Managing the Opioid Crisis

September 24, 2018

The opioid crisis continues to cost millions of dollars per year. Though the considerable emotional costs cannot be measured, a 2016 report estimated that the total financial cost of the opioid epidemic in the United States alone was $504 billion dollars. Another study estimated that the opioid epidemic has cost the United States more than a trillion dollars since 2001 and may exceed another $500 billion over the next three years.

It is estimated that 175 Americans will die today due to an opioid overdose. These numbers can be even higher depending on location. The greatest financial cost of the opioid epidemic, according to the report, is in lost earnings and productivity losses to employers. Early deaths and substance abuse disorders also take a toll on local, state, and federal government through lost tax revenue.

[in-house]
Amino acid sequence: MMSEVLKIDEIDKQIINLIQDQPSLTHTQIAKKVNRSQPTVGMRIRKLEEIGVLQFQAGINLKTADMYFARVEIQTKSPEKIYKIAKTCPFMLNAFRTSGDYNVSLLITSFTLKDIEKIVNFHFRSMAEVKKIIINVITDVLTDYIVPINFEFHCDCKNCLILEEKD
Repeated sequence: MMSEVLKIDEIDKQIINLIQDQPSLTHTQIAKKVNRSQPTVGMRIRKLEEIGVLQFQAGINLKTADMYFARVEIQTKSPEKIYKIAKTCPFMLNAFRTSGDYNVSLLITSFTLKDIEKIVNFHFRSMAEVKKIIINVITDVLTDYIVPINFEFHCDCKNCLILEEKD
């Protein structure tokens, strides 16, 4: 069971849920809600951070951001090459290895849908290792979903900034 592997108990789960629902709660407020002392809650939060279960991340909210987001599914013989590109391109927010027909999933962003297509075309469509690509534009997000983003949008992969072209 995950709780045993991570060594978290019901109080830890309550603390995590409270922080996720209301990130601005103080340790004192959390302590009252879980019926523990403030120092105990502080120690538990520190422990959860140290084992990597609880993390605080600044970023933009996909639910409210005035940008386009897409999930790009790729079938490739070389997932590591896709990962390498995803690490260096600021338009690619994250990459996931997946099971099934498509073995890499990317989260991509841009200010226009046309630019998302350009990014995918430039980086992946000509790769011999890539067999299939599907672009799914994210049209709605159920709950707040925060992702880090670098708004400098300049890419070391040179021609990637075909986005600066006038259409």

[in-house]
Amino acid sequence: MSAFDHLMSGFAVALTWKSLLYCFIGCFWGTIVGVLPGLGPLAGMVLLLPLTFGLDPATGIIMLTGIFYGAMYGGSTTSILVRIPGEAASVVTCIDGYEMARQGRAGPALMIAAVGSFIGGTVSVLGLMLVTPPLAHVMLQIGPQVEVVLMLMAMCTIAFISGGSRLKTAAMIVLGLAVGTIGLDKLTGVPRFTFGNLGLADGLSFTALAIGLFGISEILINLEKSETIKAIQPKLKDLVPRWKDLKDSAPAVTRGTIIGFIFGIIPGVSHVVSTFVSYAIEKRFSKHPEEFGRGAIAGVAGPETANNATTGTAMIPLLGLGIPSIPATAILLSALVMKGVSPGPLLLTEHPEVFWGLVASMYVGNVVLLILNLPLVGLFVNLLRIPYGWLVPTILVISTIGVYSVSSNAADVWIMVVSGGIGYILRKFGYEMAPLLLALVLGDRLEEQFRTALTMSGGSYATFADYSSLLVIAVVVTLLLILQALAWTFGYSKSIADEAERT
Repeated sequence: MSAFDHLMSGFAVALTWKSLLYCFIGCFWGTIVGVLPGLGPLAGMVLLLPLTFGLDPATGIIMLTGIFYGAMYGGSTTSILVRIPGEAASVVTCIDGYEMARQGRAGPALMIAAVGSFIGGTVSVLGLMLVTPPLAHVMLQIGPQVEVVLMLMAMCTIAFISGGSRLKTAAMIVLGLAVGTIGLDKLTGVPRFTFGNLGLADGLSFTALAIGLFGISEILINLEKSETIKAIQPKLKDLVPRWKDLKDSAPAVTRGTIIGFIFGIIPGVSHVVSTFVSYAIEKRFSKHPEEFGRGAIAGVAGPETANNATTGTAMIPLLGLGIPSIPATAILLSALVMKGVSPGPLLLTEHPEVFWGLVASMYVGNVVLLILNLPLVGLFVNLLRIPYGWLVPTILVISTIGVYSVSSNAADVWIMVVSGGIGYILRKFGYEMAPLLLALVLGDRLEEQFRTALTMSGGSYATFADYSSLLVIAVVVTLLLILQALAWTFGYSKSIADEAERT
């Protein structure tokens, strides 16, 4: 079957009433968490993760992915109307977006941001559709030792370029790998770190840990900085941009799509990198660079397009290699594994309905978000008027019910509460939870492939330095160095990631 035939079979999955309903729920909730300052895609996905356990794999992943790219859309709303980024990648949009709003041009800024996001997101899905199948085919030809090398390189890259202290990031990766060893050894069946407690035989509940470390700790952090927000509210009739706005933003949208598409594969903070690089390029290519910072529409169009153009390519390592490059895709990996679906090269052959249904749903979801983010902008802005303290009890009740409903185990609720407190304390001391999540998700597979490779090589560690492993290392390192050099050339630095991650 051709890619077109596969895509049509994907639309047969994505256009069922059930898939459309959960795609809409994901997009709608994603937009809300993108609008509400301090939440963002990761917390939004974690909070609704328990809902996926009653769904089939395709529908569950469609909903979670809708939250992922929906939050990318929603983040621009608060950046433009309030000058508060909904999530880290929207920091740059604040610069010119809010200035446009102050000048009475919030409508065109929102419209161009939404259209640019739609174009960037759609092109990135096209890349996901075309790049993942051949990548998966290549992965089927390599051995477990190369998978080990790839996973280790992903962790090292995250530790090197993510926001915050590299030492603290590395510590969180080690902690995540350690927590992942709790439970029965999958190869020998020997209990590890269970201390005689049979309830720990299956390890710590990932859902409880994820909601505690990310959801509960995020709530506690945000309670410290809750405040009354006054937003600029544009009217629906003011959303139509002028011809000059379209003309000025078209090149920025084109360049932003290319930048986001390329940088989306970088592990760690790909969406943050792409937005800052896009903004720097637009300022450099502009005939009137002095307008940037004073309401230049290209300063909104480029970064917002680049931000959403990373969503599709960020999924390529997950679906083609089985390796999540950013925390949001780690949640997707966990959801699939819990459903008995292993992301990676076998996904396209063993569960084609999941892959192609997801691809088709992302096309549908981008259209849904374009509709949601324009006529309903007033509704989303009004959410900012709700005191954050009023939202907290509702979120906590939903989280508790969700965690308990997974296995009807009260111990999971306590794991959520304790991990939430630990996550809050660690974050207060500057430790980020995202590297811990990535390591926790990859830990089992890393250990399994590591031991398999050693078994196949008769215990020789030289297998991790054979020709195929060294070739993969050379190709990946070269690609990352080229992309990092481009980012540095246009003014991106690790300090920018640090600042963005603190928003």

One reason for the continued increase in costs, says Corey Rhyan, a senior research analyst with Altarum’s Center for Value and Health Care, is that more young people are being affected as the epidemic moves from prescription opioids to illicit drugs like heroin and fentanyl. The CDC issued a report on July 11, 2018, cautioning healthcare providers about the rise in overdoses and deaths associated with the mixing of opioid and non-opioid drugs. This report warned of the rising use of opioid and fentanyl (and other compounds chemically similar to fentanyl) resulting in an increasing number of overdoses that may be fatal.

The operational costs associated with the opioid crisis must be anticipated managed by chief risk officers, risk managers, and human resource professionals.

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